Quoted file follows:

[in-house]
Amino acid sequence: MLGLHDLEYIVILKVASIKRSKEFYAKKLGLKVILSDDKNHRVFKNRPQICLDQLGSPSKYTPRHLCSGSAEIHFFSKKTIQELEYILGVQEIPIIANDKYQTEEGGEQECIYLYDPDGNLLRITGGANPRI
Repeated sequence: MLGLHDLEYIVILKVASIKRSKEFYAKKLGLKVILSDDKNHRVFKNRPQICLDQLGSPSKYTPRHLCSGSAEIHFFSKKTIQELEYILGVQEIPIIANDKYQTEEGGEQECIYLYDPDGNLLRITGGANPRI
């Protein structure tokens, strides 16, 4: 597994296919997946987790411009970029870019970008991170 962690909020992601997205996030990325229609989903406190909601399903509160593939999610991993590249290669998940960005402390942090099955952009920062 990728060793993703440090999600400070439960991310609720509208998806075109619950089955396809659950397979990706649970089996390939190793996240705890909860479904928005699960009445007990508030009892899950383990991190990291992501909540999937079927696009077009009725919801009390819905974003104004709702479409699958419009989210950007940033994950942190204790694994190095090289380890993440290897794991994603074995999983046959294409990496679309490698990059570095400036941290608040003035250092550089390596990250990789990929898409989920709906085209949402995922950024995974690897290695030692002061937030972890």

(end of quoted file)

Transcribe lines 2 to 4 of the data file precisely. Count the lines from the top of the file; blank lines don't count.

Amino acid sequence: MLGLHDLEYIVILKVASIKRSKEFYAKKLGLKVILSDDKNHRVFKNRPQICLDQLGSPSKYTPRHLCSGSAEIHFFSKKTIQELEYILGVQEIPIIANDKYQTEEGGEQECIYLYDPDGNLLRITGGANPRI
Repeated sequence: MLGLHDLEYIVILKVASIKRSKEFYAKKLGLKVILSDDKNHRVFKNRPQICLDQLGSPSKYTPRHLCSGSAEIHFFSKKTIQELEYILGVQEIPIIANDKYQTEEGGEQECIYLYDPDGNLLRITGGANPRI
């Protein structure tokens, strides 16, 4: 597994296919997946987790411009970029870019970008991170 962690909020992601997205996030990325229609989903406190909601399903509160593939999610991993590249290669998940960005402390942090099955952009920062 990728060793993703440090999600400070439960991310609720509208998806075109619950089955396809659950397979990706649970089996390939190793996240705890909860479904928005699960009445007990508030009892899950383990991190990291992501909540999937079927696009077009009725919801009390819905974003104004709702479409699958419009989210950007940033994950942190204790694994190095090289380890993440290897794991994603074995999983046959294409990496679309490698990059570095400036941290608040003035250092550089390596990250990789990929898409989920709906085209949402995922950024995974690897290695030692002061937030972890």